July 30, 2014
According to which side of the coin
Judge Ariel Lijo based the indictment of Vice-President Amado Boudou on a number of striking coincidences which would link him to bribery and the attempt to take over the company that prints the country’s money. According to Lijo, the vice-president failed to explain his participation in murky negotiations to “save” Ciccone Calcográfica and that was enough to rule the indictment, as this newspaper reported in detail, which sounds like a hypothesis yet to be proved. Even though President Cristina Fernández de Kirchner has kept a silent distance from the scandal, while some key officials are allegedly at odds with Boudou, other Kirchnerite leaders prefered to focus on the unusual hour of Lijo’s decision (which was officially known last Friday at 10.50pm). In that regard, whether or not Lijo has shown a very particular timing and whether or not he has often chosen opposition media to leak details of the case is not the central point at all. Even Boudou seemed to have understood what is important in this case when he decided to answer the real questions on television some days before the indictment.
This historic case of the first Argentine vice-president to be indicted for corruption (surely not the first to be vulnerable to such charges) calls for an institutional reaction from the government. Cabinet Chief Jorge Capitanich has a point when he tackles the clamour for Boudou’s resignation from office, recalling that the conservative City Mayor Mauricio Macri did not step down when indicted for allegedly spying on a brother-in-law and political opponents either. In fact, the government is under no obligation to heed opposition recommendations which have an obvious political interest but what it should feel obliged to do is to follow its own criteria, which point in the direction of separation from public office until the case is clarified — the outcome of scandals affecting former Economy minister Felisa Miceli and former Army chief-of-staff Roberto Bendini, among others. Yet since Boudou has been elected by the citizenry as the second authority in the government and head of the Senate, his situation may differ from other officials — thus it sounds reasonable to await the decision of an appeals court before as drastic a step as resignation.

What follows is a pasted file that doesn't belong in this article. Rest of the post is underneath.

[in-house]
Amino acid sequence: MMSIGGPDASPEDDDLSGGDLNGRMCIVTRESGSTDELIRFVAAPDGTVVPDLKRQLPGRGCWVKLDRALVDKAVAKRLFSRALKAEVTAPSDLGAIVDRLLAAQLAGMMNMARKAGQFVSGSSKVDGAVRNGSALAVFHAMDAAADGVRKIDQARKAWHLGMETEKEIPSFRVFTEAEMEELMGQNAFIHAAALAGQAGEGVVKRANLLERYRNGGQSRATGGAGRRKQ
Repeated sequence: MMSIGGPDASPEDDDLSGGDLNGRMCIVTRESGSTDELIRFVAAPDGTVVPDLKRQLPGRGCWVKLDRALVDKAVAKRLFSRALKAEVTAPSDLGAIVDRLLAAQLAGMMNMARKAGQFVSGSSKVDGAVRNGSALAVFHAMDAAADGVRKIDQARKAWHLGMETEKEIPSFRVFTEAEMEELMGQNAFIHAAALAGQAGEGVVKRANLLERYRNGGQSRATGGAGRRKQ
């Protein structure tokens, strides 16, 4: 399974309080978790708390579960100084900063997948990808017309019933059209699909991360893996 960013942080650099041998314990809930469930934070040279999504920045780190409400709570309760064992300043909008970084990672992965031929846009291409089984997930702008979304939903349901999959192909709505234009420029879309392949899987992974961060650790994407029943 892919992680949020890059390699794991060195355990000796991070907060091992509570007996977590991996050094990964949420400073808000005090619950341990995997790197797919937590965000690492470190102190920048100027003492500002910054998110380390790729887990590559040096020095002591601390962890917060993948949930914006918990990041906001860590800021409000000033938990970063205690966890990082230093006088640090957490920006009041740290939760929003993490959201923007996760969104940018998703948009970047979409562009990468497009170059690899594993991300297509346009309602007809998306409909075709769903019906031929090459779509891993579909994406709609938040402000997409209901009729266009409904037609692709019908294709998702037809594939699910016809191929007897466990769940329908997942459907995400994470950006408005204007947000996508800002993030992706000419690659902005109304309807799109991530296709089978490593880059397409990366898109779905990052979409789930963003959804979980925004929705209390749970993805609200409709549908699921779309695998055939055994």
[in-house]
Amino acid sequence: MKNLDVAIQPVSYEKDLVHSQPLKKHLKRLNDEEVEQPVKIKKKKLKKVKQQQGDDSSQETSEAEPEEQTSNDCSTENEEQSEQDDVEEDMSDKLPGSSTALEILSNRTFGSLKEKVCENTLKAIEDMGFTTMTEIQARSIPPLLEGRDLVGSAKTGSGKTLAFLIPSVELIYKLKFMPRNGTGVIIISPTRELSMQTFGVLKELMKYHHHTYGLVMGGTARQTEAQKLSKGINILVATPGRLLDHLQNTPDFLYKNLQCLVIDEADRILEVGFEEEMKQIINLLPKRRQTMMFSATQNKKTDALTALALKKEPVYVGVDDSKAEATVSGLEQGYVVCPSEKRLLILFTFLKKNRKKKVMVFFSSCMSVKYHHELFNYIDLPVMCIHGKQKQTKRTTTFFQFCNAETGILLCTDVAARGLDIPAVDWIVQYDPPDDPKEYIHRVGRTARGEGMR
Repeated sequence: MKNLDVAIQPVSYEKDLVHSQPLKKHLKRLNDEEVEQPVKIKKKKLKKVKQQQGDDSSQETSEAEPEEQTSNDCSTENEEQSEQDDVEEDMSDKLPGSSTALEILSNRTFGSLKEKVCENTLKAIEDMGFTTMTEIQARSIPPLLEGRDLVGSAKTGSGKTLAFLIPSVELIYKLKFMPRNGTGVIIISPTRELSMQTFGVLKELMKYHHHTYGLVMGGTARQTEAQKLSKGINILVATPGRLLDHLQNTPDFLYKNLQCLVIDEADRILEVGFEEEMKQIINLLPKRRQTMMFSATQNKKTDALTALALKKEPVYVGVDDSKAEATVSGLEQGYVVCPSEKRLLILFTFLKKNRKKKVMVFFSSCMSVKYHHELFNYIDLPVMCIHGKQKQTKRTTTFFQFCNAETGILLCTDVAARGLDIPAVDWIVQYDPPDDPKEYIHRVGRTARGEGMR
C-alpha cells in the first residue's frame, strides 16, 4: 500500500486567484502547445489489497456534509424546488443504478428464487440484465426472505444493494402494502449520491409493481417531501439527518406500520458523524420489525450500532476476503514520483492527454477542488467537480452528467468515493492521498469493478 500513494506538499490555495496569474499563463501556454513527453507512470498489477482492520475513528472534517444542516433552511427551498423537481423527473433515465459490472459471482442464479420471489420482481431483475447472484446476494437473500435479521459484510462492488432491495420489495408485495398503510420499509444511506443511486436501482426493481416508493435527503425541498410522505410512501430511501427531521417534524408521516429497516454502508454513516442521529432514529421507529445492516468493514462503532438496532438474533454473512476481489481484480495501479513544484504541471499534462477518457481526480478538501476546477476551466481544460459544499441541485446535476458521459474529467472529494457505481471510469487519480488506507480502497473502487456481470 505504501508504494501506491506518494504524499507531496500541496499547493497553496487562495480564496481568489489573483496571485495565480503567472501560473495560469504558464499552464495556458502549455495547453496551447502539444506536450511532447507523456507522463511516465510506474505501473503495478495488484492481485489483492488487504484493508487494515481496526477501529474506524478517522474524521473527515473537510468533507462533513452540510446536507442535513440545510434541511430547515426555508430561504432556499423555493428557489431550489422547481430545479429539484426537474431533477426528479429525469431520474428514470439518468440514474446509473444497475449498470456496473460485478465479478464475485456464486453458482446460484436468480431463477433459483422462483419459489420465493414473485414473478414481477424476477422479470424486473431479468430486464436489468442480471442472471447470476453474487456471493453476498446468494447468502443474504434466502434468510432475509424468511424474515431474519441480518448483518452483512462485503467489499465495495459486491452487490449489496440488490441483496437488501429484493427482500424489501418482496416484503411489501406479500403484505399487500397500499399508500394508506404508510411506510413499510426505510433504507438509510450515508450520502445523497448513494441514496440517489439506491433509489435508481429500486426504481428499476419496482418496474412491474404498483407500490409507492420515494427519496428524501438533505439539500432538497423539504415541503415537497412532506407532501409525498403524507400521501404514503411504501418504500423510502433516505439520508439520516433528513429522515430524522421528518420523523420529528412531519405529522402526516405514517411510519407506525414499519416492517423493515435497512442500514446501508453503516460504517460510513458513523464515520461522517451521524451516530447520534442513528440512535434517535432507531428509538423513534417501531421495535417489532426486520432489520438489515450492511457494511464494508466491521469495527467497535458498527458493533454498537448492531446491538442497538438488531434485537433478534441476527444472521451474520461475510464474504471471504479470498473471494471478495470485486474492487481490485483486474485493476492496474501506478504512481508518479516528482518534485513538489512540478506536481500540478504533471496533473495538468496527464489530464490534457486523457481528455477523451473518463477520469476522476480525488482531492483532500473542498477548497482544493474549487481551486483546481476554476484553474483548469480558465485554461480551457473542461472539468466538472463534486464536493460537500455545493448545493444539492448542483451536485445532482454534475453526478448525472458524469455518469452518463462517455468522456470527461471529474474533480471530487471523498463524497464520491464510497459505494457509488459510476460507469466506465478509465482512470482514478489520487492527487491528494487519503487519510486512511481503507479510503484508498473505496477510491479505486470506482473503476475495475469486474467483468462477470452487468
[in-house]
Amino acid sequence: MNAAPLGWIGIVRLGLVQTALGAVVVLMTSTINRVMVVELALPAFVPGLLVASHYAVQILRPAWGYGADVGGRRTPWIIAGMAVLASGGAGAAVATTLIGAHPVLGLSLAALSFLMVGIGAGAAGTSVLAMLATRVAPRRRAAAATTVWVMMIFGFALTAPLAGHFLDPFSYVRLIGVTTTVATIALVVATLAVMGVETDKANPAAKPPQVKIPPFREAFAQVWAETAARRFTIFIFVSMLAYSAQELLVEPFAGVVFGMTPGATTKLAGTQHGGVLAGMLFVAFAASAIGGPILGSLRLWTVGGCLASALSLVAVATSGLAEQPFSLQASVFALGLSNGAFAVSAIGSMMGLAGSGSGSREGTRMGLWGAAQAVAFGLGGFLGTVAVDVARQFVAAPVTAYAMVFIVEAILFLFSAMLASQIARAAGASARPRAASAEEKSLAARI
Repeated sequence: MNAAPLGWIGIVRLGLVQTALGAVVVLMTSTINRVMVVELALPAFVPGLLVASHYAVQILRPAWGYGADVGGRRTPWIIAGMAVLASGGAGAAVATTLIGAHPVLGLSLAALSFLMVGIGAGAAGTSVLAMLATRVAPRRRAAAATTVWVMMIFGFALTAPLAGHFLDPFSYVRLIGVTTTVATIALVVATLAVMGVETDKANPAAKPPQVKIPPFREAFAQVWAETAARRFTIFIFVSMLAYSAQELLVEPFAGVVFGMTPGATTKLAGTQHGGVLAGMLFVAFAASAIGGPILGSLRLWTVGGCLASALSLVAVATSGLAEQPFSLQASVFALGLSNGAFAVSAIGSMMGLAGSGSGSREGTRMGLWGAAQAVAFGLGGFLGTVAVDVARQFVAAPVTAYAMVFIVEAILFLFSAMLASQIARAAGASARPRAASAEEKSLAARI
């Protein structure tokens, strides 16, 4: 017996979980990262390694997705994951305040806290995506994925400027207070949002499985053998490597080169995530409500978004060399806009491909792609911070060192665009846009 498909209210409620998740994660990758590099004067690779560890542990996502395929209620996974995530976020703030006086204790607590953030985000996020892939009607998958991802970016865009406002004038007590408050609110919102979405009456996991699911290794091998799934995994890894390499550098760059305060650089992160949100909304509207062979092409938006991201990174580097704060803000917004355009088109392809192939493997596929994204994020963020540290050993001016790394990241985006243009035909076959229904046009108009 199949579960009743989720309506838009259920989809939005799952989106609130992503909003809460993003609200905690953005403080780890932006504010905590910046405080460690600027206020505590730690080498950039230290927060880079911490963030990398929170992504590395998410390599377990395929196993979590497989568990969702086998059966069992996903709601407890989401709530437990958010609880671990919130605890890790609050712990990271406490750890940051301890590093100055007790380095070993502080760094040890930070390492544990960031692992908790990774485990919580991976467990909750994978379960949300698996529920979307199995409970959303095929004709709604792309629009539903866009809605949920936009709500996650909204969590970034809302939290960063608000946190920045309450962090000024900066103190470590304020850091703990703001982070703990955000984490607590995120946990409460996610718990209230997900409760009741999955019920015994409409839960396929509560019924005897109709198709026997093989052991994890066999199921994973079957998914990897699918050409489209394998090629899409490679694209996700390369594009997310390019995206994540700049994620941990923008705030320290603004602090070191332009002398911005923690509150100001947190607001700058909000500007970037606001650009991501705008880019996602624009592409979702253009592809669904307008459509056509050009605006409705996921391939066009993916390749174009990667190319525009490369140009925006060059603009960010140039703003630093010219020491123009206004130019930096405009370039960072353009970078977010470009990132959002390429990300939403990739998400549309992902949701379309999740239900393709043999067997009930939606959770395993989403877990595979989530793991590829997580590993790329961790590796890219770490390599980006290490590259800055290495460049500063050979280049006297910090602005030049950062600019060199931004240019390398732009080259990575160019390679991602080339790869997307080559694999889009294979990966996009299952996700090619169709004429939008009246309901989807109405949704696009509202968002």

The Boudou case also leaves a message for the media and political opposition. Does not the fact that the politically delicate legal prosecution of Boudou going ahead at this highly inconvenient moment (with a bond payment deadline expiring yesterday) forcefully demonstrate that Argentina remains a country where the rule of law prevails? The lesson is that categorical statements on impartial justice look ridiculous when they cluster according to which side the coin in the air falls.